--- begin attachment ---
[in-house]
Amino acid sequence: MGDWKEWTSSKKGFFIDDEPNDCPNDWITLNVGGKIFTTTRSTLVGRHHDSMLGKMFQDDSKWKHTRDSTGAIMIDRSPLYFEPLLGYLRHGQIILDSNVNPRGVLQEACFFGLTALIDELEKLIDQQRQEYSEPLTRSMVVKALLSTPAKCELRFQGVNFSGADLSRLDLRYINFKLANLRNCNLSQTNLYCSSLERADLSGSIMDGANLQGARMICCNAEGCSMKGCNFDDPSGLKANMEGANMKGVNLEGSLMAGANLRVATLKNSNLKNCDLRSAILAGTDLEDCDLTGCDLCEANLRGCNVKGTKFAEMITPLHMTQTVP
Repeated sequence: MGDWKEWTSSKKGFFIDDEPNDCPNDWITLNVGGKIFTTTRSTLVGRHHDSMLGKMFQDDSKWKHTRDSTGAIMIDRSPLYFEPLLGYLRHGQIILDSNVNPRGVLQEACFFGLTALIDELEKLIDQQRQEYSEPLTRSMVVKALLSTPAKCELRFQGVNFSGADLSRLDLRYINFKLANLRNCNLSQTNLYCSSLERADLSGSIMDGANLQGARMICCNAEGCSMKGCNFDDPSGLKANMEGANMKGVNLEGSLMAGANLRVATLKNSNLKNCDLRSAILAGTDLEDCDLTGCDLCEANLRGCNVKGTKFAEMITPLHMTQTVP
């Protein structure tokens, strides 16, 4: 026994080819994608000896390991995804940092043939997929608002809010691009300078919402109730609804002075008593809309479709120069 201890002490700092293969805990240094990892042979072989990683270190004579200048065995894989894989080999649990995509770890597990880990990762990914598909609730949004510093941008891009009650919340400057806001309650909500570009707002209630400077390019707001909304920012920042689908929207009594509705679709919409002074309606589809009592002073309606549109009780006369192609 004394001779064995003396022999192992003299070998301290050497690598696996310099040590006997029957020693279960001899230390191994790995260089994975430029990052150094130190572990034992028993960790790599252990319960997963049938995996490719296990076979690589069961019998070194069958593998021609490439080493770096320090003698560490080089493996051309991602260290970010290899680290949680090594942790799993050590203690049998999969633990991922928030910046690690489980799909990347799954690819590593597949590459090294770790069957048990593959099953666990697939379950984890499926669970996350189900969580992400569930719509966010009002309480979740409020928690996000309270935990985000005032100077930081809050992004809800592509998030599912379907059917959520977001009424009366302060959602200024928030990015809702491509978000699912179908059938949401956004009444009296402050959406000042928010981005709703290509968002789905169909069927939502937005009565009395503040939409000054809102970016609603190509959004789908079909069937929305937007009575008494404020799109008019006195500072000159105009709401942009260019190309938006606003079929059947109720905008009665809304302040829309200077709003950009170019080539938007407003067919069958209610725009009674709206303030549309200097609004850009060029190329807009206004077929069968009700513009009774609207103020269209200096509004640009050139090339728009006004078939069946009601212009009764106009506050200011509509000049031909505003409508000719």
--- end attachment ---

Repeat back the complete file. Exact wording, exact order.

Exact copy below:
[in-house]
Amino acid sequence: MGDWKEWTSSKKGFFIDDEPNDCPNDWITLNVGGKIFTTTRSTLVGRHHDSMLGKMFQDDSKWKHTRDSTGAIMIDRSPLYFEPLLGYLRHGQIILDSNVNPRGVLQEACFFGLTALIDELEKLIDQQRQEYSEPLTRSMVVKALLSTPAKCELRFQGVNFSGADLSRLDLRYINFKLANLRNCNLSQTNLYCSSLERADLSGSIMDGANLQGARMICCNAEGCSMKGCNFDDPSGLKANMEGANMKGVNLEGSLMAGANLRVATLKNSNLKNCDLRSAILAGTDLEDCDLTGCDLCEANLRGCNVKGTKFAEMITPLHMTQTVP
Repeated sequence: MGDWKEWTSSKKGFFIDDEPNDCPNDWITLNVGGKIFTTTRSTLVGRHHDSMLGKMFQDDSKWKHTRDSTGAIMIDRSPLYFEPLLGYLRHGQIILDSNVNPRGVLQEACFFGLTALIDELEKLIDQQRQEYSEPLTRSMVVKALLSTPAKCELRFQGVNFSGADLSRLDLRYINFKLANLRNCNLSQTNLYCSSLERADLSGSIMDGANLQGARMICCNAEGCSMKGCNFDDPSGLKANMEGANMKGVNLEGSLMAGANLRVATLKNSNLKNCDLRSAILAGTDLEDCDLTGCDLCEANLRGCNVKGTKFAEMITPLHMTQTVP
């Protein structure tokens, strides 16, 4: 026994080819994608000896390991995804940092043939997929608002809010691009300078919402109730609804002075008593809309479709120069 201890002490700092293969805990240094990892042979072989990683270190004579200048065995894989894989080999649990995509770890597990880990990762990914598909609730949004510093941008891009009650919340400057806001309650909500570009707002209630400077390019707001909304920012920042689908929207009594509705679709919409002074309606589809009592002073309606549109009780006369192609 004394001779064995003396022999192992003299070998301290050497690598696996310099040590006997029957020693279960001899230390191994790995260089994975430029990052150094130190572990034992028993960790790599252990319960997963049938995996490719296990076979690589069961019998070194069958593998021609490439080493770096320090003698560490080089493996051309991602260290970010290899680290949680090594942790799993050590203690049998999969633990991922928030910046690690489980799909990347799954690819590593597949590459090294770790069957048990593959099953666990697939379950984890499926669970996350189900969580992400569930719509966010009002309480979740409020928690996000309270935990985000005032100077930081809050992004809800592509998030599912379907059917959520977001009424009366302060959602200024928030990015809702491509978000699912179908059938949401956004009444009296402050959406000042928010981005709703290509968002789905169909069927939502937005009565009395503040939409000054809102970016609603190509959004789908079909069937929305937007009575008494404020799109008019006195500072000159105009709401942009260019190309938006606003079929059947109720905008009665809304302040829309200077709003950009170019080539938007407003067919069958209610725009009674709206303030549309200097609004850009060029190329807009206004077929069968009700513009009774609207103020269209200096509004640009050139090339728009006004078939069946009601212009009764106009506050200011509509000049031909505003409508000719």